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Ambient hydrogen sulfide, total reduced sulfur, and hospital visits for respiratory diseases in northeast Nebraska, 1998–2000


This analysis examined associations between total reduced sulfur (TRS) and hydrogen sulfide (H2S) levels, and hospital visits for respiratory disease among residents of Dakota City and South Sioux City, Nebraska, from January 1998 to May 2000. For reference, the association between TRS, H2S, and digestive diseases was also examined. Time-series analyses of daily hospital visits in the selected outcome categories and measures of TRS and H2S were performed using generalized additive models with a Poisson link. TRS and H2S levels were categorized as high if at least one of the daily 30-min rolling averages was ≥30 ppb and as low if every rolling average was <30 ppb. Loess smoothers allowed for flexible modeling of the time effect and the effect of temperature and relative humidity. The measure of association used was the mean percent change in the average number of hospital visits recorded following a day with a high exposure versus a day with a low exposure. For children less than 18 years of age, a positive association was found between asthma hospital visits and 1-day lagged TRS levels. For adults, a positive association was found between asthma hospital visits and H2S levels on the previous day. A positive association also was found between hospital visits for all respiratory diseases, and H2S and TRS levels on the previous day for children but not for adults. No association was found between contaminant levels and hospital visits for all digestive diseases. These findings suggest that TRS or H2S levels may be associated with exacerbations of asthma or other respiratory diseases among the residents of Dakota City and South Sioux City.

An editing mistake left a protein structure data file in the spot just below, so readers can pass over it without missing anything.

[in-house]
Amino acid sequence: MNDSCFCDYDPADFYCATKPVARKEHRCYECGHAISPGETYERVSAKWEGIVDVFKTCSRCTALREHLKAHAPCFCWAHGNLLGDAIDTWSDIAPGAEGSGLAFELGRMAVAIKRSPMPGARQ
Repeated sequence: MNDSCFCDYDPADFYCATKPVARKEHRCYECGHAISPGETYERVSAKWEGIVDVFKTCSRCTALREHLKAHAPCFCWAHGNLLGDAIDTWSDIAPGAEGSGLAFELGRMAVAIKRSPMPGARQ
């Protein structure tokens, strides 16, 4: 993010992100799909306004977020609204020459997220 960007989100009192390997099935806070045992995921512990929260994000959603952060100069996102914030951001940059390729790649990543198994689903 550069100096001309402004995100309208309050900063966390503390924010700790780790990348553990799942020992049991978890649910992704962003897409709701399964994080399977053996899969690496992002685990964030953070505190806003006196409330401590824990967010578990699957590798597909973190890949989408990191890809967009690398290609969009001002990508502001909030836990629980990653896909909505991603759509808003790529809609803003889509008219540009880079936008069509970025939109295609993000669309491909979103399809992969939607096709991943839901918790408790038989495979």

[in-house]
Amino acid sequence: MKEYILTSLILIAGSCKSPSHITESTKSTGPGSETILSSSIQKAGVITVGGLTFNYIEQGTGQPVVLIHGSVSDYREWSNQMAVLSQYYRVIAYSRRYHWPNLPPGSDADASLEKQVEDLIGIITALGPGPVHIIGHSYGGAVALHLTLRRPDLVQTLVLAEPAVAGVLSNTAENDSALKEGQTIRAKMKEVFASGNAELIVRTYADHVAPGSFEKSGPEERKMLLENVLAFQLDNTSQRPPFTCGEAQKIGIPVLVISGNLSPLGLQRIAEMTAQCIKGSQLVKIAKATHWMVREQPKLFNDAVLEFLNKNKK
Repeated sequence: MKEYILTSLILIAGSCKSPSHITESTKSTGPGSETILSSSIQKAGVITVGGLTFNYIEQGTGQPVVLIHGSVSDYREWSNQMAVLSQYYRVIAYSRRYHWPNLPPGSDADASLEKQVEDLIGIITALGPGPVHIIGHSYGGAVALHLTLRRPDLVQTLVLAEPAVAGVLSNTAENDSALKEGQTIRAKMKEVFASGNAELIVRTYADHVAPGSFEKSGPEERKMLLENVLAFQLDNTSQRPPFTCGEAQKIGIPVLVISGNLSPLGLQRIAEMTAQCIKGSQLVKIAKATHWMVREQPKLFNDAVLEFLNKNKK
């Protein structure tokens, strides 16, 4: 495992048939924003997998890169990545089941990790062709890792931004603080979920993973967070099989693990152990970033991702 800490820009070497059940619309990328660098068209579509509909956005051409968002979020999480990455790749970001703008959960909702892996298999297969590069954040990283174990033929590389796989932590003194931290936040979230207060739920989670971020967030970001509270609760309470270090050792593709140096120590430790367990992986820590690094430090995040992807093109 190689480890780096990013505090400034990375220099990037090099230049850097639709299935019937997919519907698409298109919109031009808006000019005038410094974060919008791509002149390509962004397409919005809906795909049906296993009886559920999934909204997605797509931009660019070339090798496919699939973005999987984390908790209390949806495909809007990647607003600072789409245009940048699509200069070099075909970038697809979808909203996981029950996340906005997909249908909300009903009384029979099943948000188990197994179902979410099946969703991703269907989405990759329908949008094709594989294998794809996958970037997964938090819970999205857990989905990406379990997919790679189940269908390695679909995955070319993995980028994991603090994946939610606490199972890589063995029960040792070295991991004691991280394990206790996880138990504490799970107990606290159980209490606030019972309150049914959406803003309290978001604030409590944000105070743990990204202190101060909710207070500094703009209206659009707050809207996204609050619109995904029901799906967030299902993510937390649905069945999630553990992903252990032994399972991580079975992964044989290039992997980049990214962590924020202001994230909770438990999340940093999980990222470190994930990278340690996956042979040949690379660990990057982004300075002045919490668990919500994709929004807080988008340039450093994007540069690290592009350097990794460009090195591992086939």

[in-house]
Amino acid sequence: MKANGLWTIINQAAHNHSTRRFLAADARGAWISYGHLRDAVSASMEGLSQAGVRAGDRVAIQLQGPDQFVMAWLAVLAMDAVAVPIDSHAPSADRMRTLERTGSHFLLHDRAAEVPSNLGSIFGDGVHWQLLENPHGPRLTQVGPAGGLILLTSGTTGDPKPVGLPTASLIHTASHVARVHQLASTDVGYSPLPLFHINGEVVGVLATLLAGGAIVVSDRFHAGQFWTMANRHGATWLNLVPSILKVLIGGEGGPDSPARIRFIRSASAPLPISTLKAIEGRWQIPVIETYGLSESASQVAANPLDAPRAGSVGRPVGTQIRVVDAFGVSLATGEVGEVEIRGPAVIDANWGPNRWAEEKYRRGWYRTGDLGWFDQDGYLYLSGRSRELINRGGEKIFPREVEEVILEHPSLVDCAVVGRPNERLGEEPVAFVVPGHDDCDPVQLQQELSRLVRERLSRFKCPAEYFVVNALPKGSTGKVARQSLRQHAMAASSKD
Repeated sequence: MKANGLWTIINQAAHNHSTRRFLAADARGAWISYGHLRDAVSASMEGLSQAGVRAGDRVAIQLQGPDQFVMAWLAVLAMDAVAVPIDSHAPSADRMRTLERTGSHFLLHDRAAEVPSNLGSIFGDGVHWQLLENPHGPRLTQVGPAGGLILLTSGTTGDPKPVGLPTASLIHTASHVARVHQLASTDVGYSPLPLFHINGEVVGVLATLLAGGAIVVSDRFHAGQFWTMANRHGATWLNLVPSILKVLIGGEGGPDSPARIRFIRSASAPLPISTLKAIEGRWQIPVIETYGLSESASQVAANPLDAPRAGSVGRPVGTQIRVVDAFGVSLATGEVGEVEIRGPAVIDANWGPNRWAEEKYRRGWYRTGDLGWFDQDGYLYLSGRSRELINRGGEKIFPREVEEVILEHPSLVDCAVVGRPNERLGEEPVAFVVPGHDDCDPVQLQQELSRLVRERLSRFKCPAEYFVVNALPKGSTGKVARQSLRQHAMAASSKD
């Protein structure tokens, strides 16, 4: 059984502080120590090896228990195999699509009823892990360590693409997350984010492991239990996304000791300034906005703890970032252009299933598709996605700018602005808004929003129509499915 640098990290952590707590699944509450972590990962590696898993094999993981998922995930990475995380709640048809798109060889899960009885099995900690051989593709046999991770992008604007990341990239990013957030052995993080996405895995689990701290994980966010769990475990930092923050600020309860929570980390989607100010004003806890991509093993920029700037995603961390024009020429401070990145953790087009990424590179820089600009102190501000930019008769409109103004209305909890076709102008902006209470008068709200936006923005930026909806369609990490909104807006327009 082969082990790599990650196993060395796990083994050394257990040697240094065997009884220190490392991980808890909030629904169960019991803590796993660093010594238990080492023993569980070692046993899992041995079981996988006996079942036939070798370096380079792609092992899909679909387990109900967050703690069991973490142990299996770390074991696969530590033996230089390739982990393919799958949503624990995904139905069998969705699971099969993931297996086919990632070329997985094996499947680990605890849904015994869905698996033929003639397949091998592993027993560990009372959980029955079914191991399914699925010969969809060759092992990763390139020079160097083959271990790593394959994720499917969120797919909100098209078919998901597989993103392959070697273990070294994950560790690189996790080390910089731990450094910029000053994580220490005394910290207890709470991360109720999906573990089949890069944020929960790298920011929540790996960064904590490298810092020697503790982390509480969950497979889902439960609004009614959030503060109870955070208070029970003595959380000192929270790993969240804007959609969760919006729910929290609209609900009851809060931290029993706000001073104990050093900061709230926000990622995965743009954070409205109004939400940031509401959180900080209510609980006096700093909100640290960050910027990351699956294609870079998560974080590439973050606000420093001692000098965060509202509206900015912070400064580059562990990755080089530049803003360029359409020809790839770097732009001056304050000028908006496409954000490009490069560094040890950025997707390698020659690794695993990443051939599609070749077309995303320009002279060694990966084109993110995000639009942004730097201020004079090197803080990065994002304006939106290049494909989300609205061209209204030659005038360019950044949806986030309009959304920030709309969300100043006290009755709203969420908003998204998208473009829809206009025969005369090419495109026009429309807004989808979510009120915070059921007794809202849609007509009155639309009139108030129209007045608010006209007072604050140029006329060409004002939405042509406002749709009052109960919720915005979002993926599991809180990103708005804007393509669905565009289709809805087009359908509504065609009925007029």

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We acknowledge the late Linda Modlin of Dakota City for her leadership and untiring efforts with community involvement. We thank Sella Burchette from EPA ERT for H2S monitoring, the University of Nebraska for Concord meteorological data, and local hospitals for providing the diagnostic data. This study was supported in whole by the Comprehensive Response, Compensation, and Liability Act trust fund.

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Correspondence to Steven G Inserra.

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Campagna, D., Kathman, S., Pierson, R. et al. Ambient hydrogen sulfide, total reduced sulfur, and hospital visits for respiratory diseases in northeast Nebraska, 1998–2000. J Expo Sci Environ Epidemiol 14, 180–187 (2004).

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